The Holy Trinity is truly a Divine Mystery. Your salvation is not dependent upon knowing how it works. That 14th century monk and my good friend, Thomas à Kempis, states: “What good does it do to speak learnedly about the Trinity if, lacking humility, you displease the Trinity? Indeed it is not learning that makes a man holy and just, but a virtuous life makes him pleasing to God. I would rather feel contrition than know how to define it. For what would it profit us to know the whole Bible by heart and the principles of all the philosophers if we live without grace and the love of God? Vanity of vanities and all is vanity, except to love God and serve Him alone.”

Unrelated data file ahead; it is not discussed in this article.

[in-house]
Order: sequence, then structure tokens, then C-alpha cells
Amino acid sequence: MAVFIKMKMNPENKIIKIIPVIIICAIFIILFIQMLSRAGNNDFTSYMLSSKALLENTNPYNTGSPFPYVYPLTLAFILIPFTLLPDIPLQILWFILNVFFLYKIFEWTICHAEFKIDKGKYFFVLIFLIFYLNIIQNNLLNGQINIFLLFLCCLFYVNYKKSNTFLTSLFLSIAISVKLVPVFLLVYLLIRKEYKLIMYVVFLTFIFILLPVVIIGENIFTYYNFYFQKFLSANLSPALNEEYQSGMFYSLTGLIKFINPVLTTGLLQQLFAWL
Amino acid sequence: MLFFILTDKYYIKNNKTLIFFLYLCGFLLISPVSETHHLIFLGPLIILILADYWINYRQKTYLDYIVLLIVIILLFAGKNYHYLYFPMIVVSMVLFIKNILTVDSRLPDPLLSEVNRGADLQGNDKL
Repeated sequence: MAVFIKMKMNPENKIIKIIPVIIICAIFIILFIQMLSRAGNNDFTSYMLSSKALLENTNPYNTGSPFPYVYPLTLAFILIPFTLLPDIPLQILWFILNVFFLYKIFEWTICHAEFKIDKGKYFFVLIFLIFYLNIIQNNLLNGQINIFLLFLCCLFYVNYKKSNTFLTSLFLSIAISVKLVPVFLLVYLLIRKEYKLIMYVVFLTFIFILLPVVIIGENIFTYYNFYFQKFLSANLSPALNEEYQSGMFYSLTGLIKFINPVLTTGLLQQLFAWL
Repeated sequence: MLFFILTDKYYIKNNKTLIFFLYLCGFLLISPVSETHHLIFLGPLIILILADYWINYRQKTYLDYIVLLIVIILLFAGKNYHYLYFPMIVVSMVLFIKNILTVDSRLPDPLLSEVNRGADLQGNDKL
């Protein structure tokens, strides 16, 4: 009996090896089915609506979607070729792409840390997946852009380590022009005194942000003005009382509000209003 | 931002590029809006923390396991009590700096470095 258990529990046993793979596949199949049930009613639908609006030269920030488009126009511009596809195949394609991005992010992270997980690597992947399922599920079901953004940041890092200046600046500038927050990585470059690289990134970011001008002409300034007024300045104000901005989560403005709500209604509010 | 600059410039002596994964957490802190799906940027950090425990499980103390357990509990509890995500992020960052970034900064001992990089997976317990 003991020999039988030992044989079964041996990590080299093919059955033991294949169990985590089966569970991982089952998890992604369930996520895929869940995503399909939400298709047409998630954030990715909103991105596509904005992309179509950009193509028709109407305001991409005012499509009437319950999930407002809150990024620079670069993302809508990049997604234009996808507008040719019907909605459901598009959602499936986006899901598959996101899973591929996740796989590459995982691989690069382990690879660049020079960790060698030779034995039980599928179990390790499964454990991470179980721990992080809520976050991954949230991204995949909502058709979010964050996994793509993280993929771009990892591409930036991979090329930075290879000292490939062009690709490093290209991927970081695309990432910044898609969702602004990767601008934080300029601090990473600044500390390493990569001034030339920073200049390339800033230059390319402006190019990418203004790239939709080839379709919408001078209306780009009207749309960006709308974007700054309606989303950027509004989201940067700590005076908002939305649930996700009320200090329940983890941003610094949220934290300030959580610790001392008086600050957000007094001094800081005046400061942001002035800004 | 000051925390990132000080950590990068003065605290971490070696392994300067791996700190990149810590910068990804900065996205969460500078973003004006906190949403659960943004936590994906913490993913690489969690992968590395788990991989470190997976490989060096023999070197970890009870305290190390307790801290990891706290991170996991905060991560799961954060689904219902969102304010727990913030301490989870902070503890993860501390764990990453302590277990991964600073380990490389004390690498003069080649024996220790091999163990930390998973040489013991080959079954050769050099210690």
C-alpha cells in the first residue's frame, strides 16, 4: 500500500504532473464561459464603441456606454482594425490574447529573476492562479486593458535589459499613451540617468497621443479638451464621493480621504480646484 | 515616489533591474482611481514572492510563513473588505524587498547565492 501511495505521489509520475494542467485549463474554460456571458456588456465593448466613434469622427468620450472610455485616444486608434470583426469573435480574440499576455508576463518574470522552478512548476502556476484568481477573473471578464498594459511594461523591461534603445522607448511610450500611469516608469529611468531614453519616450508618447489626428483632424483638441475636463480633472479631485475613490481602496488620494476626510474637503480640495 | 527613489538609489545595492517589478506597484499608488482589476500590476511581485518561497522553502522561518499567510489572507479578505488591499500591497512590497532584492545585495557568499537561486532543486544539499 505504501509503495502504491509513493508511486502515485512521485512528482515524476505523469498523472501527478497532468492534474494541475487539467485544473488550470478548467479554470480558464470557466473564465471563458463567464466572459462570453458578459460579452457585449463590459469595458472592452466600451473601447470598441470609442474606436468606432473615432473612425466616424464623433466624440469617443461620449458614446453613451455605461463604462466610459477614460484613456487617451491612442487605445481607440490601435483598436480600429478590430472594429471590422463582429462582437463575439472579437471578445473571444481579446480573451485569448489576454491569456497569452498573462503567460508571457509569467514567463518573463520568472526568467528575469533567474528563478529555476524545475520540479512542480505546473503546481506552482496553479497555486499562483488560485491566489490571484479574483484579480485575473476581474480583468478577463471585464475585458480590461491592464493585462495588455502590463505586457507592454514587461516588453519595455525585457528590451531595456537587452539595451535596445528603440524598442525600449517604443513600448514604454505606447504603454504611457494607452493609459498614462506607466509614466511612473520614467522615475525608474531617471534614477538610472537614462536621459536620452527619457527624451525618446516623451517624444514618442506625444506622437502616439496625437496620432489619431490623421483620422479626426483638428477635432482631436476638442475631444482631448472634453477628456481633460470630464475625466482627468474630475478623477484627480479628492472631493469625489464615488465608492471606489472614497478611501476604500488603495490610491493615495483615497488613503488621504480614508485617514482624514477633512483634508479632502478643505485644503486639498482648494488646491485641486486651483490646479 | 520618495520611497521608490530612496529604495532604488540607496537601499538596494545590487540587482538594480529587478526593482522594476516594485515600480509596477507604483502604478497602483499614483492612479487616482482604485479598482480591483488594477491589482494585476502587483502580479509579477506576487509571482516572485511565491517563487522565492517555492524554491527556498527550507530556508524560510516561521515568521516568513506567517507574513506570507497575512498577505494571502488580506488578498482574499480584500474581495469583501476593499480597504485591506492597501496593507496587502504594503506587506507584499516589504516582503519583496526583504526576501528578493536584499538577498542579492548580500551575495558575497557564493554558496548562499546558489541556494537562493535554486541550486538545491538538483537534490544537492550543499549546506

The Holy Trinity is Divine Mystery, but there are things we can know about its nature, and the characteristic that is perhaps the most significant and the one we can know with all certainty: “God is love.” The trouble with hearing this is that we take our understanding of love with all its inconsistencies, variables, memories, moods, and whatever else, and apply it to how we view God as love. I get hangry, so God must get hangry, too. However, unlike our human love with all of its inconsistencies, God’s love is unchanging and unchangeable. God “is the same yesterday and today and forever.” God does not have bad hair days. God may get angry and, as we learned last week, send his people into exile, but God does not ever stop loving his people. “God is love.” That cannot change.